Cheap-Oil Era Tilts Geopolitical Power to U.S.
Comment of the Day

November 19 2014

Commentary by David Fuller

Cheap-Oil Era Tilts Geopolitical Power to U.S.

Here is the opening of this topical article from Bloomberg:

A new age of abundant and cheap energy supplies is redrawing the world’s geopolitical landscape, weakening and potentially threatening the legitimacy of some governments while enhancing the power of others.

Some changes already are evident. Surging U.S. oil production enabled America and its allies to impose tough sanctions on Iran without having to worry much about the loss of imports from the Middle Eastern nation. Russia, meanwhile, faces what President Vladimir Putin called a possibly “catastrophic” slump in prices for its oil as its economy is battered by U.S. and European sanctions over its role in Ukraine.

“A new era of lower prices is being ushered in” by the U.S. shale oil and gas revolution, Ed Morse, global head of commodities research for Citigroup Inc. in New York, said in an e-mail. “Undoubtedly some of the geopolitical changes will be momentous.”

They certainly were a quarter of a century ago. Plunging oil prices in the latter half of the 1980s helped pave the way for the breakup of the Soviet Union by robbing it of revenue it needed to survive. The depressed market also may have influenced Iraqi leader Saddam Hussein’s decision to invade fellow producer Kuwait in 1990, triggering the first Gulf War.

Russia again looks likely to suffer from the fallout in oil markets, along with Iran and Venezuela, while the U.S. and China come out ahead.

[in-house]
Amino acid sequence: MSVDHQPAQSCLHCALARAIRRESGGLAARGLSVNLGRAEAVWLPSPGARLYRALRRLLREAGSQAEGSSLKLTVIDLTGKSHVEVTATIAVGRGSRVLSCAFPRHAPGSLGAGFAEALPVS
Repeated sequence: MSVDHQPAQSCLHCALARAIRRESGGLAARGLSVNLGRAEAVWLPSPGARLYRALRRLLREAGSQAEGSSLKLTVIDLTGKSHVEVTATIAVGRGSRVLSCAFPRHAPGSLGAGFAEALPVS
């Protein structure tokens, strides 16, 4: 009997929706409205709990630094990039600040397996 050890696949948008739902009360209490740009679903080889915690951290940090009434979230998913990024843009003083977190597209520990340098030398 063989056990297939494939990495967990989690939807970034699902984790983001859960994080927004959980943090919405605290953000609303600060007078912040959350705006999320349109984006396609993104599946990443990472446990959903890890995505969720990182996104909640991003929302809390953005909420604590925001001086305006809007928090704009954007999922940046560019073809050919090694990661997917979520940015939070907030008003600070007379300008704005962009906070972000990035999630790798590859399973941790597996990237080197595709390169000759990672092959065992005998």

David Fuller's view

There are several very important points here, which will not surprise subscribers of this service. 

1. This is the beginning of a secular change in which countries which receive most of their revenue from crude oil exports are losing their century-long control over global energy prices.

2. The economies of countries that are mainly crude oil exporters will underperform until they are able to reinvent themselves profitably.

3. The global economy will benefit from lower crude oil prices because there are far more oil importing than exporting countries.   

4. The USA is a major beneficiary because its technological lead has enabled it to become the first highly developed economy to become virtually energy independent in the 21st century. 

5. Most other developed and developing economies have the potential to reduce both their energy dependence and also their overall cost of energy by following the USA’s lead.

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